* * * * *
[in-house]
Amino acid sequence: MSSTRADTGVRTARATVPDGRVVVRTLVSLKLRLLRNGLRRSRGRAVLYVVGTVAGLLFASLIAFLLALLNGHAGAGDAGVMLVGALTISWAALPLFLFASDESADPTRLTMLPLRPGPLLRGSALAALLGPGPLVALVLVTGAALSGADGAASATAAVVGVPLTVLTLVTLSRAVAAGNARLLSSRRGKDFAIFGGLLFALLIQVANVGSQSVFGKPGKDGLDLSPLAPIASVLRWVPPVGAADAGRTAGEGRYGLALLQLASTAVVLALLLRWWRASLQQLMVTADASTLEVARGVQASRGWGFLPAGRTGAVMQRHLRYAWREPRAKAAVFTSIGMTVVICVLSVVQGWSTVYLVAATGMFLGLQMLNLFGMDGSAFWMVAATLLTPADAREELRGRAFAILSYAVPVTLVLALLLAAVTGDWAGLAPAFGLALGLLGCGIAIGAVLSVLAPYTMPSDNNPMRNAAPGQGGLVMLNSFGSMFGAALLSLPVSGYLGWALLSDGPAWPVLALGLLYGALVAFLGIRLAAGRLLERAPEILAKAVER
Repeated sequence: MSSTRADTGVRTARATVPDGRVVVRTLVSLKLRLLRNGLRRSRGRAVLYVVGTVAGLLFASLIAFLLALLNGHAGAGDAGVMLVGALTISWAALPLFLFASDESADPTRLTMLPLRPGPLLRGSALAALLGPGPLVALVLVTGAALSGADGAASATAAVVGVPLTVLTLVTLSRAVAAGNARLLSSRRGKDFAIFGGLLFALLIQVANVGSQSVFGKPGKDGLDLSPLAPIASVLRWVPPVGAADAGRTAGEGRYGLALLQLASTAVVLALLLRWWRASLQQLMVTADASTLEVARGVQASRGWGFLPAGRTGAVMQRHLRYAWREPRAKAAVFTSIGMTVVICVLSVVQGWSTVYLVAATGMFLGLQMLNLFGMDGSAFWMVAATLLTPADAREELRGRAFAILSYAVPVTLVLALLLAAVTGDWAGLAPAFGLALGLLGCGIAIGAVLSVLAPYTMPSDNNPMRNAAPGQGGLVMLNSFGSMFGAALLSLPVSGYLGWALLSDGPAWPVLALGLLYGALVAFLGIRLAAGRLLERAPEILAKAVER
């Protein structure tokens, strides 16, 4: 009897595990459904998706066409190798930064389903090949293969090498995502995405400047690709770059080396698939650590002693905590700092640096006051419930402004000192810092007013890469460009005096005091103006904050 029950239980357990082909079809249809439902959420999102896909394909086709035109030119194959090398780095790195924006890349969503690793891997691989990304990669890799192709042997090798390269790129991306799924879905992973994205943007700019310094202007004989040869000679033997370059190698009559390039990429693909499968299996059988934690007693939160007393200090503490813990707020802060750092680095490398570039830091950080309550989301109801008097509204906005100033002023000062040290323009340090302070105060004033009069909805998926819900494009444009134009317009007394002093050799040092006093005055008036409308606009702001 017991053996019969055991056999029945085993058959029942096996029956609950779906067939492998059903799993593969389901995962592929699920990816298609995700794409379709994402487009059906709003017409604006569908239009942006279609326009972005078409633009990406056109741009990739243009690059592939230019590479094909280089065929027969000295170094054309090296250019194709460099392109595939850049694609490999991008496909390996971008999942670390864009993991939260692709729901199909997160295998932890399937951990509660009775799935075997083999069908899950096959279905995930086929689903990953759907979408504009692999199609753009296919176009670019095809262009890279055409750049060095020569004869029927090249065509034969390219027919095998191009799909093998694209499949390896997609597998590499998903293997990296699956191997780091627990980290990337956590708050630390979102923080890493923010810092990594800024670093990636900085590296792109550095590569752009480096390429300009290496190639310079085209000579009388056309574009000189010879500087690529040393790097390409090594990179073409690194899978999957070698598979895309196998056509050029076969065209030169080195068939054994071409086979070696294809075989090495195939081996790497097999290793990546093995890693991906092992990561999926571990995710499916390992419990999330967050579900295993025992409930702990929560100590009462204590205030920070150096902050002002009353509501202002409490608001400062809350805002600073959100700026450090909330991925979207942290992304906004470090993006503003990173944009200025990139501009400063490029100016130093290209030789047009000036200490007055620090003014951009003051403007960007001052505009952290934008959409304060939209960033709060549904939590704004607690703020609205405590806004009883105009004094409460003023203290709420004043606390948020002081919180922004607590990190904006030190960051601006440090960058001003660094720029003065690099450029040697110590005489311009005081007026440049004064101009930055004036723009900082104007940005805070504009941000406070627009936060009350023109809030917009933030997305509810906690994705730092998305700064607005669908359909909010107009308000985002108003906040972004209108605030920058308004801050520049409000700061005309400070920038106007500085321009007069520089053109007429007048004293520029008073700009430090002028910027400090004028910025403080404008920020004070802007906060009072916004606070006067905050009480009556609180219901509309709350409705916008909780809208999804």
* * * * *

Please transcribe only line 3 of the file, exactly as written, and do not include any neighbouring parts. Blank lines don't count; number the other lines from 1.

Repeated sequence: MSSTRADTGVRTARATVPDGRVVVRTLVSLKLRLLRNGLRRSRGRAVLYVVGTVAGLLFASLIAFLLALLNGHAGAGDAGVMLVGALTISWAALPLFLFASDESADPTRLTMLPLRPGPLLRGSALAALLGPGPLVALVLVTGAALSGADGAASATAAVVGVPLTVLTLVTLSRAVAAGNARLLSSRRGKDFAIFGGLLFALLIQVANVGSQSVFGKPGKDGLDLSPLAPIASVLRWVPPVGAADAGRTAGEGRYGLALLQLASTAVVLALLLRWWRASLQQLMVTADASTLEVARGVQASRGWGFLPAGRTGAVMQRHLRYAWREPRAKAAVFTSIGMTVVICVLSVVQGWSTVYLVAATGMFLGLQMLNLFGMDGSAFWMVAATLLTPADAREELRGRAFAILSYAVPVTLVLALLLAAVTGDWAGLAPAFGLALGLLGCGIAIGAVLSVLAPYTMPSDNNPMRNAAPGQGGLVMLNSFGSMFGAALLSLPVSGYLGWALLSDGPAWPVLALGLLYGALVAFLGIRLAAGRLLERAPEILAKAVER